Research led by a psychologist at the University of California, Riverside, shows that bilinguals regulate, or suppress, their native language when reading in a second language.
Many in media and in science often assume that reading or speaking in a second language—one that has been learned later in life than the native or first language—is always going to be difficult.
But a study led by psychologist and cognitive neuroscientist Megan Zirnstein shows that bilinguals who are highly proficient in their second language, such as international students who have come to the United States to pursue higher education, can not only overcome the difficulty that being immersed in their non-native language imposes, but also engage in reading strategies in their second language just like their monolingual peers.
"When we account for the challenges that proficient bilinguals must face due to knowing more than one language and being exposed to variable language input, we see evidence in brain activity that some proficient second-language readers can actively predict the meaning of upcoming words, and even quickly adapt when their predictions are wrong, just like their monolingual peers," said Zirnstein, an assistant research psychologist working in the laboratory of Judith F. Kroll, a distinguished professor of psychology at UCR. "In order to explore how bilingualism might impact cognitive and brain health later in life, we first need to understand what cognitive and environmental pressures bilinguals face when using language every day."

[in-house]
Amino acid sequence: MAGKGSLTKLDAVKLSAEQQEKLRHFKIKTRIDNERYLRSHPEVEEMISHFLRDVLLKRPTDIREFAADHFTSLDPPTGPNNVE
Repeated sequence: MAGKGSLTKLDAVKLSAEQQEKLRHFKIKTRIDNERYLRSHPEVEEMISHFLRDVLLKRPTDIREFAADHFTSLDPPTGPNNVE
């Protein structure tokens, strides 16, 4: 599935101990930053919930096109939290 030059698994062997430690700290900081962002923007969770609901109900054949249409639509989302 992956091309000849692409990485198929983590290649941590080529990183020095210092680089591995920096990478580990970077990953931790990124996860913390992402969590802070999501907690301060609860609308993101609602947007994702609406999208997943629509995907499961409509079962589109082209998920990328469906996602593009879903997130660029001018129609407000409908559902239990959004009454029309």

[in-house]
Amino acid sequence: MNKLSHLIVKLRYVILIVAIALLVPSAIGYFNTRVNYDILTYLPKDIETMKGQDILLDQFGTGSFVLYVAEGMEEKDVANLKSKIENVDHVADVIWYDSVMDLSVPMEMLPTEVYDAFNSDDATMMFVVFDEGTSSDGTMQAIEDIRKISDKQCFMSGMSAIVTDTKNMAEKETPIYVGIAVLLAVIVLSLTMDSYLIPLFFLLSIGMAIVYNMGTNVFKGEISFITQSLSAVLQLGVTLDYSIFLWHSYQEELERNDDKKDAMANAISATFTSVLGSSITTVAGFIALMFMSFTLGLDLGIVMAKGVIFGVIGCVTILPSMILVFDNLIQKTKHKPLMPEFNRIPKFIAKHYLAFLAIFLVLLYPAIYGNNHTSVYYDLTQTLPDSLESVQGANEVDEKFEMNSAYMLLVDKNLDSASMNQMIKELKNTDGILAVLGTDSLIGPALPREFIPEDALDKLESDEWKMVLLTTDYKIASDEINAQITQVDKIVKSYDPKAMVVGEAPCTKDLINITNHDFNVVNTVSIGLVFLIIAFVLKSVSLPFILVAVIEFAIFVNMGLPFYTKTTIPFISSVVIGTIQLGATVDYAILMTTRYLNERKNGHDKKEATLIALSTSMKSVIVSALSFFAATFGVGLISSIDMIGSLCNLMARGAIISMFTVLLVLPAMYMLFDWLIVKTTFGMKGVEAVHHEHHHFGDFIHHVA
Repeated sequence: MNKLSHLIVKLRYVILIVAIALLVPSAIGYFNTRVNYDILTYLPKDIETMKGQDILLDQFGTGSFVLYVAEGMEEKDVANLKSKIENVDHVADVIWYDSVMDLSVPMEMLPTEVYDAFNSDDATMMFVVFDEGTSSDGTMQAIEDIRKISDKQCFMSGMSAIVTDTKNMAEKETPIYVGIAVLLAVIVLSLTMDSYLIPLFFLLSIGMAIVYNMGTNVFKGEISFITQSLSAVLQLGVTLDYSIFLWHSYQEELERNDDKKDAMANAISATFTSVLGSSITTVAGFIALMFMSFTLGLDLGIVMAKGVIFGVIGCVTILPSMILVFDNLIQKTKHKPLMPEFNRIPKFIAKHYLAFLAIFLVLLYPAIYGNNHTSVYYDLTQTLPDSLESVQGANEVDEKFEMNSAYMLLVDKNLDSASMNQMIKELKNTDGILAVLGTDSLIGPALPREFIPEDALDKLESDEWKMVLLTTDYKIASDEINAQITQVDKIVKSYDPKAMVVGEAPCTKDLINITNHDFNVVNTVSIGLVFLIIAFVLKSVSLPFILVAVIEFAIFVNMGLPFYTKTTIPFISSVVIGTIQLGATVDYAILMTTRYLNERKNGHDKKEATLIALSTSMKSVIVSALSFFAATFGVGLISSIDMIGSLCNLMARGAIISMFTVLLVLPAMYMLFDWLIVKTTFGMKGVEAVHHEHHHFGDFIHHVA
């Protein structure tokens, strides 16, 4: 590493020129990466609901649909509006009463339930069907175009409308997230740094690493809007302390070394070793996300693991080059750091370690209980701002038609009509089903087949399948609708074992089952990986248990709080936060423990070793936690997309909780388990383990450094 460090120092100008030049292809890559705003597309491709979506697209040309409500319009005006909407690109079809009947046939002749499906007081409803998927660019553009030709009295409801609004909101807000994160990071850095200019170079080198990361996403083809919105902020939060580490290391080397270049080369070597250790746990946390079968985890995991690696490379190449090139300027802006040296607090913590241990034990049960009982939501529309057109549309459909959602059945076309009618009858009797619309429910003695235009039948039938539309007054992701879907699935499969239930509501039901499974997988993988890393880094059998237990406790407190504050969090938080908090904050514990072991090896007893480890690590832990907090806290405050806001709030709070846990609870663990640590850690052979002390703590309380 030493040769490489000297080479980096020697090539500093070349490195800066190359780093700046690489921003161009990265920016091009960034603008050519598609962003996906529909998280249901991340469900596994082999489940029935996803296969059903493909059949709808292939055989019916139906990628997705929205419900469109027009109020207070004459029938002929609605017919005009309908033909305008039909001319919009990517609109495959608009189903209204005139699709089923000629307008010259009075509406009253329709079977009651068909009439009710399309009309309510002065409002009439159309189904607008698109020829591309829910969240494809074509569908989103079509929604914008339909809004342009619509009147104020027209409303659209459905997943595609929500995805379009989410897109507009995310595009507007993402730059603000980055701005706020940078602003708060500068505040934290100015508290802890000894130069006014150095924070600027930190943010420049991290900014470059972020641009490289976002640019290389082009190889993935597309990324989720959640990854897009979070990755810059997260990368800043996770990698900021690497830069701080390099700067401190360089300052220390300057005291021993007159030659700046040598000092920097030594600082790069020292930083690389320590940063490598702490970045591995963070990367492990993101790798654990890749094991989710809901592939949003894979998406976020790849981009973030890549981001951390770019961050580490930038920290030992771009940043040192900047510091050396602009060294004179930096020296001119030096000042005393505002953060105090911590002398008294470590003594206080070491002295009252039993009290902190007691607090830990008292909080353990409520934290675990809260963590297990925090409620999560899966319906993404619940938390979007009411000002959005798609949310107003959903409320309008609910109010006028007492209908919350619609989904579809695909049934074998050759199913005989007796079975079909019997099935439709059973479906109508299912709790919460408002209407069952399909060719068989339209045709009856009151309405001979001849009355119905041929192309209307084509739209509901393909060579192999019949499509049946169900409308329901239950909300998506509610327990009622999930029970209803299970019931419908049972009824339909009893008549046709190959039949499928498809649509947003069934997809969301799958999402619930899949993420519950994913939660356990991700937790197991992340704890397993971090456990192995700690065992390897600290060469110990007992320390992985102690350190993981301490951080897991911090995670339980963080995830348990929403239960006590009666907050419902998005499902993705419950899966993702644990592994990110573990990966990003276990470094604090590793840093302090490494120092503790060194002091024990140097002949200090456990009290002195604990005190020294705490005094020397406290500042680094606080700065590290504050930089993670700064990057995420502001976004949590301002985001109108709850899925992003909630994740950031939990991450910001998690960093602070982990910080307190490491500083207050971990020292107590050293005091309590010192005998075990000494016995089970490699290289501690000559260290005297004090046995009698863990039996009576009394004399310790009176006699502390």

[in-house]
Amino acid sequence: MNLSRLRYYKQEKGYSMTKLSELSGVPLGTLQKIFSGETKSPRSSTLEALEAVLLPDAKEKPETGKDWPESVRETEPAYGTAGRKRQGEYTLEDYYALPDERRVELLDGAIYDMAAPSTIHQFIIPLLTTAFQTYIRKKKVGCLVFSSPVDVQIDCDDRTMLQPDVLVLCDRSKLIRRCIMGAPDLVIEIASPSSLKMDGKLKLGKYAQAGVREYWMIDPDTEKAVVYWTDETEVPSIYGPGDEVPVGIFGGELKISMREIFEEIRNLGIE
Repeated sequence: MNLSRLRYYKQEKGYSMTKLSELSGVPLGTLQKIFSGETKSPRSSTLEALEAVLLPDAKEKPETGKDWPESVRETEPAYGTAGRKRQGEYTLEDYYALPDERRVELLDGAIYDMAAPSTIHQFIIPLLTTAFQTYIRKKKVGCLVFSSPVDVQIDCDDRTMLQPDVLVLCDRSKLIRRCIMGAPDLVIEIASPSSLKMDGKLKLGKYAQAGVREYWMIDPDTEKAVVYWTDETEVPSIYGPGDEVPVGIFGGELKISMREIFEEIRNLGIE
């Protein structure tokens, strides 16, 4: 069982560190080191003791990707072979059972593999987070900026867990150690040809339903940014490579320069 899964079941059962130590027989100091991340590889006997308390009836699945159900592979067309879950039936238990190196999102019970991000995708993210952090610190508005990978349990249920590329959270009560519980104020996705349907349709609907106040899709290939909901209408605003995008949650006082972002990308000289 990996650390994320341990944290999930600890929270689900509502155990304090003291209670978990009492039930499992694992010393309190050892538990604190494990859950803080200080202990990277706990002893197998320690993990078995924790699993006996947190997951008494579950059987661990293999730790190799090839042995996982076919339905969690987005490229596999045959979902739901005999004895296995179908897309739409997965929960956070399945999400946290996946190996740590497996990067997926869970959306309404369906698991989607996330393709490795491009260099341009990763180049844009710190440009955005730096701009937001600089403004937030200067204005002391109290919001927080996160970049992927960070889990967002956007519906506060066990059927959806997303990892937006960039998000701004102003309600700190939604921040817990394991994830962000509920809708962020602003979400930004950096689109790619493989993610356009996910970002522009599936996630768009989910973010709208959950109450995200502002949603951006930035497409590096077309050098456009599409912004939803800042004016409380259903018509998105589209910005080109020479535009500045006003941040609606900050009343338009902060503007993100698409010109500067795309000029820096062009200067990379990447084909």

The study, published in the journal Cognition, highlights the need to acknowledge the variability and diversity inherent in bilingual communities — an approach that has the potential to significantly alter conceptions of what it means to use language.
Zirnstein and her colleagues tested 24 English monolinguals and 28 Chinese-English bilinguals in their study. Participants — all highly proficient in English—were students at Pennsylvania State University, where the research was performed. Each participant was given sentences to read in English and tested for prediction skills — that is, how much the participant expected a particular word to come next in the sentence. For example, if someone read, "She had a great voice, so we knew she would one day become a famous—" it would be logical to expect the word "singer" to appear next. This strategy can help readers, or it can lead to difficulty if the ending is changed to unexpected words such as "actress."